Lamb of God’s Chris Adler Talks Touring, Awaiting Randy Blythe’s Trial, Future Music + More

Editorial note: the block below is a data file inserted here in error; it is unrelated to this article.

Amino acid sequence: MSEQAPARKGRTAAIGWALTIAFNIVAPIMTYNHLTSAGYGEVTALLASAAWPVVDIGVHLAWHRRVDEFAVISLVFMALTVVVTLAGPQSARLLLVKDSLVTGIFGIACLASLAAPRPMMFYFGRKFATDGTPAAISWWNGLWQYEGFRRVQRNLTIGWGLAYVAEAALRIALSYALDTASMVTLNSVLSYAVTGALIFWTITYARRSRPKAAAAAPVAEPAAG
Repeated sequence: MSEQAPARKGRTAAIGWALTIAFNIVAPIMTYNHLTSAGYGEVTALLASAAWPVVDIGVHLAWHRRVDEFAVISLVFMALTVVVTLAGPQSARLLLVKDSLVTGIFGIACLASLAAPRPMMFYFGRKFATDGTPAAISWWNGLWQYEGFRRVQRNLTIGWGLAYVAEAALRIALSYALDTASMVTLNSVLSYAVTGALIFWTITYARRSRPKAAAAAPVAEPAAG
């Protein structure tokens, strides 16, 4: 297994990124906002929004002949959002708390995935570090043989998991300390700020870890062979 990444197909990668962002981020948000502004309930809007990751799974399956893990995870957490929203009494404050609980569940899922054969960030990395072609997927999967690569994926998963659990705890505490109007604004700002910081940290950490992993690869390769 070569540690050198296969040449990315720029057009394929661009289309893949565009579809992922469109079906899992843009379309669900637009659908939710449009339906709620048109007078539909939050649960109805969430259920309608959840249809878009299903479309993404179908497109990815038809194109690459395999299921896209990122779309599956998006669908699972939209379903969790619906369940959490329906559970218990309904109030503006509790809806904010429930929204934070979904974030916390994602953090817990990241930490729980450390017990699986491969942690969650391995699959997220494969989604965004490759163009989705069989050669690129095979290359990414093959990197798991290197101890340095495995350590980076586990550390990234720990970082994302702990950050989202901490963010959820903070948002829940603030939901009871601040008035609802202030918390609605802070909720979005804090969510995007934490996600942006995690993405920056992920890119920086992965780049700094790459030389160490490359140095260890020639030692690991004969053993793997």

Mary Ouellette, Lamb of God drummer Chris Adler was the guest on Full Metal Jackie’s radio show this past weekend. Adler spoke all about Lamb of God’s current trek with In Flames, Hatebreed and Sylosis as well as awaiting the trial in Prague for frontman Randy Blythe . Adler also spoke of the brotherhood of Lamb of God and the band’s future music. Read the full interview with Chris Adler below: I had the chance to see you guys at the start of this tour, happy to have you guys back and finally doing a tour for ‘Resolution.’ Yeah it feels good, we did a pre-release week of small shows in January and then the plan was to do the longer summer tour but things got derailed a little bit but we’re very happy to get on the road here and work the new record. Has the chain of events from the last few months created a frustration that’s resulting now in greater aggression onstage? I think we’ve come to a point where we’ve realized how fragile, what we do is. Not that we were taking any of it for granted before but it does become a bit routine after 16, 17 years of playing these shows. To have something like this happen you get shocked by it and it definitely was a wakeup call to us all – especially for this tour because with the situation not resolved and Randy [Blythe] having to go back to trial sometime next year, they said somewhere between January and April so we can’t make any plans after this tour. Right now we’re looking at every night as the first and last so it’s really exciting and putting a lot more positive energy into the show. Before you get on tour and you start to turn gray and drink too much and everybody is sleeping all day and now everybody’s up and laughing and we’re having a good time and getting along. The shows have been really good and very energetic. In what ways has the situation in Prague change your appreciation for each other as band mates and also individuals? Yeah I think we’ve all come through some periods with the band that not a lot of bands are able to get through. Obviously we start as friends and things go awry and end up in fist fights and people leave and somehow we made it through that – knowing that together we are much greater than the individual parts. It’s taken a long time but I think we’ve come to the conclusion that we do have a lot of respect for each other and what we’re able to do together. Having this situation go down and having to lose a family member – to us the band is family so to have this happen was just shocking. We’ve all come together as much as we can to support Randy and try to do the right thing. It’s a complicated situation but we’re certainly hoping for the best. Randy has stated that he’ll return to the Czech Republic to stand trial, if necessary. Should that happen what’s the Lamb of God contingency plan for the down time while he’s in Prague? Right now we’re being told that the trial will be between January and April so we can’t really make any plans, we can’t tour. What we may do is begin some sort of preliminary writing process and hopefully the result that we’re hoping for this trial, we’re able to get back out on the road. I think the plan is assuming all is going to go well – which may not be the case but we certainly hope it is – we’re going to do two more world tours on ‘Resolution’ so the idea would really be to go into about the middle of 2014 on this record and then begin writing. If we can get a head start on that – that would be great. All summer long, we spent at home and I was lucky to spend the time with my daughter and wife but I know that Willie [Adler] and Mark [Morton] have already spent some time writing some new material and Randy while he was doing nothing but time, writing some stuff. I think we’ve got the element there to begin this creative process I’m just not sure how quickly we’ll be able to get to it. Do you think there’s going to be any kind of a different direction of the music being as what has happened or in terms of anything that you’ve heard or lyrics of anything that you’ve seen? As you mentioned earlier there certainly is a continuing sense of frustration about this scenario and what happened and obviously the important part of this is that somebody lost their life and we’re not going to glance over that we have to try and do the right thing – so in that there are certainly a lot of deep thoughts on what we do and how we do it and what it is we’re doing with this music. I think what it has in what I’ve heard from the guys and what Randy has explained to me in his time there – I think it is going to be a bit darker. I think it is going to go in some directions that maybe a band like us, at this point – maybe we just kind of lighten up and in the distance rest on our laurels kind of thing but I think this particular circumstance is going to push us even further in a dark direction. Full Metal Jackie will welcome Robb Flynn of Machine Head to her program this coming weekend. She can be heard on radio stations around the country — for a full list of stations, go to .